Miami-Dade College offers more than 200 programs leading to the Associate in Science and Associate in Arts degrees, as well as numerous certificates.
The Social Science Department of the Kendall Campus offers Associate in Arts degrees in many disciplines. On this page, you will find a listing of our Programs. Use the links below to access other academic information:
Program Description: The Associate in Arts degree is designed for students wishing to transfer to 4 year colleges and universities. The recommended “pathways to a major” parallel university coursework and prepare students to enter the junior year at four-year institutions upon completion of the A.A. degree.
Anthropology is the study of human beings, both in the past and the present. It has origins in the humanities, the natural sciences, and the social sciences. In the United States, contemporary anthropology is typically divided into four sub-fields:
As a field of study, Criminal Justice examines the institutions of government and systematic procedures that preserve social control and prevent crime and misconduct. Students will also learn in-depth about criminal penalties for law violations, such as incapacitation and rehabilitation. This pathway will prepare students who are interested in pursuing careers in the criminal justice field (law enforcement, corrections, homeland security, and forensics).
The study of history assists students in understanding the political, social, economic, and cultural factors that have shaped the development of contemporary societies. History is an exciting major. It trains you to read critically, develop proficient writing skills, and think critically about the causes and consequences of past events and how they shape our understanding of current problems. A history major is useful as a preparation for law school and graduate professional programs. The skills acquired can be put to good use in museums, libraries, public service, and education.
International Relations (IR) occasionally referred to as International Studies (IS) is the study of relationships between countries, including the roles of states, inter-governmental organizations (IGOs), international non-governmental organizations (INGOs), non-governmental organizations (NGOs) and multi-national corporations (MNCs). It is both an academic and public policy field that seeks to analyze and formulate foreign policy, as well as consider decision-making actors, influences and processes. International relations is often considered a subfield of political science.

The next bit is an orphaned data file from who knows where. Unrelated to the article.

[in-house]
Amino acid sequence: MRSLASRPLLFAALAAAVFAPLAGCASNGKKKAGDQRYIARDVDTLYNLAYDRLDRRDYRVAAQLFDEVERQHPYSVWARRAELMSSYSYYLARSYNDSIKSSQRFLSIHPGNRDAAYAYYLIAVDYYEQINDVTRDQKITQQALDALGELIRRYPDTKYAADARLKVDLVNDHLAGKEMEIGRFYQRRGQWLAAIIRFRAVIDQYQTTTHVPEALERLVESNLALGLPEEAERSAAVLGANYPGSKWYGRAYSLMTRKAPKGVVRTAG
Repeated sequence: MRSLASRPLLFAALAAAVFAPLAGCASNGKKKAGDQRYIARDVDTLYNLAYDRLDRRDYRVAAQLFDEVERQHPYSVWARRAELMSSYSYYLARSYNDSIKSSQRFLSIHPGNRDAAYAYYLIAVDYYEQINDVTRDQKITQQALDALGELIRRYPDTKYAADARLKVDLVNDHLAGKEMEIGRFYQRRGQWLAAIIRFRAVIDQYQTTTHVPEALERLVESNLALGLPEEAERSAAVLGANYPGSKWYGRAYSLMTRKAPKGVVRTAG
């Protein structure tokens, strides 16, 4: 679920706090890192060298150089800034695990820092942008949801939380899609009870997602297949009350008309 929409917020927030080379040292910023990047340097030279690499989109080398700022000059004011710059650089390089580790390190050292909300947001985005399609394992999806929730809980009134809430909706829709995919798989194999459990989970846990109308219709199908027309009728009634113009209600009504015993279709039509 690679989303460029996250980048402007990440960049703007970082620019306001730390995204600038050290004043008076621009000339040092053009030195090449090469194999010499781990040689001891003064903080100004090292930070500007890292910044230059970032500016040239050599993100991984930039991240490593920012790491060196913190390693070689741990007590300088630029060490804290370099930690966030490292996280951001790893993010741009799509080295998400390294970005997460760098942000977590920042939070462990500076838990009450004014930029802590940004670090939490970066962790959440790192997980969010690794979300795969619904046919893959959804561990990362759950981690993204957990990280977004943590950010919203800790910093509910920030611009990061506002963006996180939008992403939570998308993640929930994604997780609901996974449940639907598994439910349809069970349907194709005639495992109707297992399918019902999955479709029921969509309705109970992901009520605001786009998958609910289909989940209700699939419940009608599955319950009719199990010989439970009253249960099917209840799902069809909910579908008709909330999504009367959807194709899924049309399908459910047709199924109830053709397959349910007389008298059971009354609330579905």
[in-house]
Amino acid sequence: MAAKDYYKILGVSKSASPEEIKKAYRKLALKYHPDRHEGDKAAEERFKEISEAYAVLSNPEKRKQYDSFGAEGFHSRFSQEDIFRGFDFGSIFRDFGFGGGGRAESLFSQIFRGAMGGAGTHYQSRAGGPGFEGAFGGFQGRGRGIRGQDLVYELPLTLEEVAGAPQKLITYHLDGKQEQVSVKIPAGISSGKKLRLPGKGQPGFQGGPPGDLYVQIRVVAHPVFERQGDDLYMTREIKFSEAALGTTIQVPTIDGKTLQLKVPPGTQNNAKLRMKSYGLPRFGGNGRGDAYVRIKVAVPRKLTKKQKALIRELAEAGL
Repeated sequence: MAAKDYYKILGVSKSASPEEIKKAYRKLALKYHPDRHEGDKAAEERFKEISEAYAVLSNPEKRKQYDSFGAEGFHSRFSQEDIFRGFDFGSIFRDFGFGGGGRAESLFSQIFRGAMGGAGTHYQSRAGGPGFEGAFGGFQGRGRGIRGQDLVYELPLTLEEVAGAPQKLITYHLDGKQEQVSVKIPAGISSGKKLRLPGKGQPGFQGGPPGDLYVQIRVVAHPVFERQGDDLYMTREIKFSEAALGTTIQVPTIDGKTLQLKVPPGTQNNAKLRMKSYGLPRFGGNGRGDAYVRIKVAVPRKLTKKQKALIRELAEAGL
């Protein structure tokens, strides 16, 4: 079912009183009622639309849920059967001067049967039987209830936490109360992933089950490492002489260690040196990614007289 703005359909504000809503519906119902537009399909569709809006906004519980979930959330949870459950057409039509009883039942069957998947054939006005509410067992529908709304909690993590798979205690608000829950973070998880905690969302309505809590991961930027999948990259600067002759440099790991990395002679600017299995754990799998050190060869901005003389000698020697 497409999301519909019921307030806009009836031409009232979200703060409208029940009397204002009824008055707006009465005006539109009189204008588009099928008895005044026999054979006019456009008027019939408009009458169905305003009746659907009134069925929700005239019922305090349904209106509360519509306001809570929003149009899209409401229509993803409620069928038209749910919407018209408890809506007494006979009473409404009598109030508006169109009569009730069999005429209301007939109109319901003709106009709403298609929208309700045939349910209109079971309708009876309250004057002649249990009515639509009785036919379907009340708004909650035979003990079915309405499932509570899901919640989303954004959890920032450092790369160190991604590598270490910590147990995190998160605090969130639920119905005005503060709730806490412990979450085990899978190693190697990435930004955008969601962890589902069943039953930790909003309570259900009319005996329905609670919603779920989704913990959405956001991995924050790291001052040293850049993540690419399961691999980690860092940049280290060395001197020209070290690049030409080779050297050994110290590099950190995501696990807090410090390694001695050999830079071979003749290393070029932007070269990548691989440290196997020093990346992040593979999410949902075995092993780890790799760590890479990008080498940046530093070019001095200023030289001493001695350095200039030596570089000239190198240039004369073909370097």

Apart from political science, IR draws upon such diverse fields as economics, history, international law, philosophy, geography, social work, sociology, anthropology, psychology, women's studies/gender studies, and cultural studies/culturology. It involves a diverse range of issues including, but not limited to, globalization, state sovereignty, ecological sustainability, nuclear proliferation, nationalism, economic development, global finance, terrorism, organized crime, human security, foreign interventionism and human rights.
Political Science examines the relationship between people and government, government institutions, the United States and other countries. It includes politics of small towns and major metropolitan areas, the interactions among the three branches of government, electoral politics, political behavior, and interconnections among economic, political and social aspects of life. Students of political science will be able to:
Psychology is the study of human behavior and mental processes, which include thoughts, emotions, perception, and intelligence. Psychology is a diverse discipline with many applications in every day life. An Associate in Arts with a pathway to a degree in Psychology gives you a strong foundation that will prepare you to transfer to a four-year institution.
Course topics generally include human development, emotional health, sleep, ethics, sexuality, emotional disorders, addiction, anger, trauma, postraumatic stress disorder, bullying, hate crimes, law, anxiety, workplace issues, aging, and a host of other interesting topics.
Sociology is the study of society. It is a Social Science that utilizes various methods of empirical investigation and critical analysis. For many sociologists, the goal is to apply findings to the pursuit of social change, while others seek purely academic or intellectual knowledge. The subject matter ranges from the dissecting of daily interactions to the analysis of large-scale social structure and social systems.
Sociology is a very broad discipline. Its traditional focus includes social stratification, social class, social mobility, religion, secularization, law, deviance, medical sociology and social psychology. However, sociology has gradually expanded its focus to other subjects, such as health, military and penal institutions, the Internet, and even the role of social activity in the development of scientific knowledge.